‘ADM Power’: Power Tools for Citrix ADM

Hi everyone, I know it’s been a while but I figured this post would be one of those ‘better late than never’ types where readers can hopefully forgive me in exchange for a shiny new utility that I created and felt was useful enough to share!

Without further ado I give you ‘ADM Power‘, a forms-based PowerShell script that automates and simplifies a lot of Citrix ADM & ADC tasks in an enterprise environment (i.e. more than a few ADCs).

What is ADM Power?

As the name implies this PowerShell script uses Citrix’s Nitro APIs to interact with a target ADM, as well as the ADCs it manages, and includes several ‘power tools’ that I’ve started trying to describe in the readme.

The script builds upon and includes modified versions of the functions that I shared in this PowerShell module for Citrix ADM last year, is designed to be self contained, and only requires the ADMPower.ps1 file and ability to run it.. and of course access to a functional ADM 🙂

How do you use it?

Because the script uses Windows form objects to interact with the user, it’s more like a utility than a script. For example, instead of using startup parameters when you launch the script, it prompts you for the relevant details to connect to your ADM instance:

Once connected, you can do lots of ‘stuff & things’ that I’ve added along the way, and can even add your own by reverse engineering my probably not-so-organized script :S

What can it do?

I’ve added a lot of stuff that I find useful, and so there are a lot of things in the readme that I won’t mention here.

That said, I haven’t documented everything that it can do because I tried to make usage as intuitive as possible by leveraging standard GUI elements like labels, toolstrips, and context menus.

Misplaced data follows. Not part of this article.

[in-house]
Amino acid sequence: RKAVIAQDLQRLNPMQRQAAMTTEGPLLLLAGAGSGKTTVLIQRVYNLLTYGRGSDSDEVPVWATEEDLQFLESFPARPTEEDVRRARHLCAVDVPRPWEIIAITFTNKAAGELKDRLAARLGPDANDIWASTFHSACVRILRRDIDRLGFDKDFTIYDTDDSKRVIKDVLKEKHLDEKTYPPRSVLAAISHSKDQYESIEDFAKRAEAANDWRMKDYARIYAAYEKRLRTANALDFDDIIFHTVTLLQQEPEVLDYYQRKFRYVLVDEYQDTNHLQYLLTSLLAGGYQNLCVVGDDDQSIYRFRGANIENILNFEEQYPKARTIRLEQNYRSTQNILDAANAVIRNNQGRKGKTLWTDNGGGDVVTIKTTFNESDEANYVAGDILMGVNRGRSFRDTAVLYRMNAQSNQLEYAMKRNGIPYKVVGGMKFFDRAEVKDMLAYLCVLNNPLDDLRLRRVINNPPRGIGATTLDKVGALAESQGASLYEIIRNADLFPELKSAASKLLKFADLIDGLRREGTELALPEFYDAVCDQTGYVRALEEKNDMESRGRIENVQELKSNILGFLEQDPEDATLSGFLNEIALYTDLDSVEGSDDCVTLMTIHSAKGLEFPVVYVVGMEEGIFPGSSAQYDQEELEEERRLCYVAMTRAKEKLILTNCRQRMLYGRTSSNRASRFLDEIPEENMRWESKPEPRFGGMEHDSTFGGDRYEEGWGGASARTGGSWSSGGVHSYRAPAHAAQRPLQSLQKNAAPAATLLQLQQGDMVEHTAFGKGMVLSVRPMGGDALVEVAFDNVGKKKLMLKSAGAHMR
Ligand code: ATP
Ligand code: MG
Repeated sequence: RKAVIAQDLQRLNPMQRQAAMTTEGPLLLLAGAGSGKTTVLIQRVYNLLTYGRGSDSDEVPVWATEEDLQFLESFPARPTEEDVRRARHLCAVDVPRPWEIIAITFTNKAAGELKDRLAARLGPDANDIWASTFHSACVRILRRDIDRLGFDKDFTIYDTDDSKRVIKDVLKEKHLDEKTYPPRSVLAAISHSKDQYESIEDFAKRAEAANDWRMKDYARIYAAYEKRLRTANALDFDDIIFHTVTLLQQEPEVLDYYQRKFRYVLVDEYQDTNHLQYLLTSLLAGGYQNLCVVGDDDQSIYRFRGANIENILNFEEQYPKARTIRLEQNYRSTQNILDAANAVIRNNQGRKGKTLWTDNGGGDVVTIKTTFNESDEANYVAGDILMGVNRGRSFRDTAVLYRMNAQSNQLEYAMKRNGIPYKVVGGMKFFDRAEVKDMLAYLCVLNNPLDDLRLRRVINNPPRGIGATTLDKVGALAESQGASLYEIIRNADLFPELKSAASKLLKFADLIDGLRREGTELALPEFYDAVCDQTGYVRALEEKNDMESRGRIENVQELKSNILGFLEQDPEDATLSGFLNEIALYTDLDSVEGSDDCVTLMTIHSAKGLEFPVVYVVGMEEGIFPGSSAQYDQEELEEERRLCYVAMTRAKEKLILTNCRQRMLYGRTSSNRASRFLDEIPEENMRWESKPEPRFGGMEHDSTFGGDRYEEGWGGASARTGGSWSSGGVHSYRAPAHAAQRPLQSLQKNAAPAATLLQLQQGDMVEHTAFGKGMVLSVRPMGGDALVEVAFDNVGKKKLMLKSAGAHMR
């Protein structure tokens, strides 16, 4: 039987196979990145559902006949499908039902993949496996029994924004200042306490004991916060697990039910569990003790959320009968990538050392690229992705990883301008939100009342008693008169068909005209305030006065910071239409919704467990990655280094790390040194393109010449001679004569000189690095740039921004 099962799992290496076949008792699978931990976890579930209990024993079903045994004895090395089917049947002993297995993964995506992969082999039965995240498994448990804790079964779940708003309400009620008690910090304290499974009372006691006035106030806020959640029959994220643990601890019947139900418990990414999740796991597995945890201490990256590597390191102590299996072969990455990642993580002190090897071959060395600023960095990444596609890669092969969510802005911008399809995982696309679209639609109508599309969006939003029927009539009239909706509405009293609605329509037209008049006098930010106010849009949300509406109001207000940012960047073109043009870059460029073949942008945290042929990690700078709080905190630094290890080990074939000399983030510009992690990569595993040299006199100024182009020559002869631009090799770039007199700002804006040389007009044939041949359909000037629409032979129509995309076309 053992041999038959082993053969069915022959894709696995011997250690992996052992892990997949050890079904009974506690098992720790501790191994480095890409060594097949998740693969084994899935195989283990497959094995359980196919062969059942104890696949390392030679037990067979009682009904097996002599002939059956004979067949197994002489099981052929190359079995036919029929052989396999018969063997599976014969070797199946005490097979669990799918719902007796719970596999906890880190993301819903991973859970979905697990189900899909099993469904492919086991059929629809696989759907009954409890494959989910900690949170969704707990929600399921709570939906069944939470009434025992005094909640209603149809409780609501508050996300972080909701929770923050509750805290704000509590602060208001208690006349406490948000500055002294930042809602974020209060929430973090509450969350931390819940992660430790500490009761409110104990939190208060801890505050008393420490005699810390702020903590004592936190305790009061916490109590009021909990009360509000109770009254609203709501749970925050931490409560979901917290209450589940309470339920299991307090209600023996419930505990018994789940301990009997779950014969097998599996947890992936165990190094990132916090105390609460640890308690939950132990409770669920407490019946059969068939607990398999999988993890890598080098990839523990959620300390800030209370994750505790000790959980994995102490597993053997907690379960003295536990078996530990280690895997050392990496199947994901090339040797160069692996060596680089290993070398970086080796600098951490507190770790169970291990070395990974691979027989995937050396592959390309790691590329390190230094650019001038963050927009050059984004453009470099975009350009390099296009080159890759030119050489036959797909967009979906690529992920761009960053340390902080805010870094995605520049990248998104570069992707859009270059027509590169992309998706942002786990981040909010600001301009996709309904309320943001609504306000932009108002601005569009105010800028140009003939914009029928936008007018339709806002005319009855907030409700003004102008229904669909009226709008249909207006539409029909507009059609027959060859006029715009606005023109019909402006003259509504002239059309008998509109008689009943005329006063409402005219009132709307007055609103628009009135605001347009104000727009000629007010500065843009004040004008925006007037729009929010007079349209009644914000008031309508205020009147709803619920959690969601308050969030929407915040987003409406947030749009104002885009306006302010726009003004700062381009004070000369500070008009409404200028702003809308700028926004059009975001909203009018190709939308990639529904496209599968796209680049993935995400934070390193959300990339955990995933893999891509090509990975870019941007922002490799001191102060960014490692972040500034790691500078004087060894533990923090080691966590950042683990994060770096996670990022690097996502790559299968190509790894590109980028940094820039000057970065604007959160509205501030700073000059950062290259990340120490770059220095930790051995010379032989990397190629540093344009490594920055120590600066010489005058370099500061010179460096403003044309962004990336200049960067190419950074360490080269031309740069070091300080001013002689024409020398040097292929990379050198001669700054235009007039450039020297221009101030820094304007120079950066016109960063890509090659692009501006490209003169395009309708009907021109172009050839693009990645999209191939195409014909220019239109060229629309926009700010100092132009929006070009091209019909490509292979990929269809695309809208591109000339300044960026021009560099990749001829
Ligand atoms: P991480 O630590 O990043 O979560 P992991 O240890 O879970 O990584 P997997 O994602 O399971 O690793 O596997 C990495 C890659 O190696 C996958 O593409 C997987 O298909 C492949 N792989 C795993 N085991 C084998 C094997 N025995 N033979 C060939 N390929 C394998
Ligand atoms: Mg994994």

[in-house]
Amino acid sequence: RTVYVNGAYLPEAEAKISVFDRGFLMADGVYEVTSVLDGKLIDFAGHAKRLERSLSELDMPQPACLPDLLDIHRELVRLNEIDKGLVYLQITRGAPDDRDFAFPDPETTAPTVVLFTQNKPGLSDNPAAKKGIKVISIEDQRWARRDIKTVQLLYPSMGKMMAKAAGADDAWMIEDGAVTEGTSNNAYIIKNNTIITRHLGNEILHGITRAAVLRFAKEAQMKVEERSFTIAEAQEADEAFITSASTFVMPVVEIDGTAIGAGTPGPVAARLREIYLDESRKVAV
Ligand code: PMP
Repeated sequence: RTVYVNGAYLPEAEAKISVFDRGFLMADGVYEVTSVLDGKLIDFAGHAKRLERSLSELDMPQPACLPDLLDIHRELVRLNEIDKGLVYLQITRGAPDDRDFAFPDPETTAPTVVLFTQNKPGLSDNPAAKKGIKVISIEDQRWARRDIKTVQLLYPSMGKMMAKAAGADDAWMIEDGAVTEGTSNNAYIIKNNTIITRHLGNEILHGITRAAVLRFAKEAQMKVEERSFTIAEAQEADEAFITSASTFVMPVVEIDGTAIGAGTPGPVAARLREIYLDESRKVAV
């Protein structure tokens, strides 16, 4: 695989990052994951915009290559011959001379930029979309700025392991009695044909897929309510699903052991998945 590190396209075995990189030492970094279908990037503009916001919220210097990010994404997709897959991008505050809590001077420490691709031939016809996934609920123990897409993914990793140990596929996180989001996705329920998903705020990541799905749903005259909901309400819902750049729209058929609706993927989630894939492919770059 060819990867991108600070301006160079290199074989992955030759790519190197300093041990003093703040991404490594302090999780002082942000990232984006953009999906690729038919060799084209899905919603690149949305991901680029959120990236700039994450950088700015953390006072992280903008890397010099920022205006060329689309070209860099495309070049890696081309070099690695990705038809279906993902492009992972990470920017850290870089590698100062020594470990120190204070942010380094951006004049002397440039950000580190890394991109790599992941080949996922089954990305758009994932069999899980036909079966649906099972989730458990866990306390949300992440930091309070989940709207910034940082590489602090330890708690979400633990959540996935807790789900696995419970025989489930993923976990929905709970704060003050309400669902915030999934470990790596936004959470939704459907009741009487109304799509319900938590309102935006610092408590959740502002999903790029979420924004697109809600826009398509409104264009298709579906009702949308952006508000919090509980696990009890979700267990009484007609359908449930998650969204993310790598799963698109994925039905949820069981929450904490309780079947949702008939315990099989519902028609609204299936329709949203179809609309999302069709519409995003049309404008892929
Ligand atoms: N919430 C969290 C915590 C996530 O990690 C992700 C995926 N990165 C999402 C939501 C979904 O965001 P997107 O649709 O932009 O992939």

For example, you can right-click ADCs to perform common tasks against them, such as logging on in the browser (using the ADM device profile), or opening an SSH or SCP session using prompted credentials:

Right-click nodes for actions
Search for actions to modify or add your own

As you can see there are a few other right-click options on ADCs, and there are others elsewhere, particularly in the ‘Inventory’ and ‘Configurations’ sections, as well as a collection of Tools in the menu bar:

I even added an ‘Edit>Preferences’ form so that you can make ADM Power look the way you like!

Why is Kenny sharing this?

The reason I wrote this in PowerShell was to give anyone who can run it the opportunity to use it while also giving those who can edit and/or write scripts (or use tools like poshgui) the ability to use or extend whatever parts they find useful.

In return I’d ask that if you use this script you give credit where it’s due, and otherwise help me to make the tool more Powerful by providing useful feedback and/or bug fixes! 🙂

In Conclusion..

I’m still working on documenting everything, but I felt like the readme has enough to get most started. I’d like to emphasize that you should use caution when running any script from the internet, and would checking with your organization’s internal policies before you start using it in a production environment.

In general I would suggest starting with a read-only account if you want to step through it first and get acquainted, but would otherwise say that it reads more than it writes and is mostly safe from accidental screw-ups.. but please be careful regardless.

I plan to keep the utility updated as I add features and/or fix bugs, so please feel free to ask questions and share any feedback you might have.

Thanks! -KB

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SiteDiag v1.2 for XD7

I think I’ve gotten SiteDiag working pretty well for XD7 now, and feel comfortable to share it as a stable release. I also did some basic testing on XD5, and there doesn’t appear to be any noticeable regressions. As of version 1.2 (10/2/13) I added application icons into the tool using the Get-BrokerIcon cmdlet to convert the Base64 strings to images in the TreeView.

I’ll continue working to build out the functionality of the tool on XD7, so stay tuned for updates as progress is made.

Click here to download the latest stable build.

SiteDiagXD7

XML Broker Health Check

I saw an interesting question in the Citrix support forum today, and thought I’d share. Scott Curtsinger asked the following:

Does anyone know what the easiest way is to check the health of the XML service on XenDesktop 5.6? I’m seeing a lot of information on the web for XenApp but not very much for XenDesktop beyond leveraging devices like a NetScaler.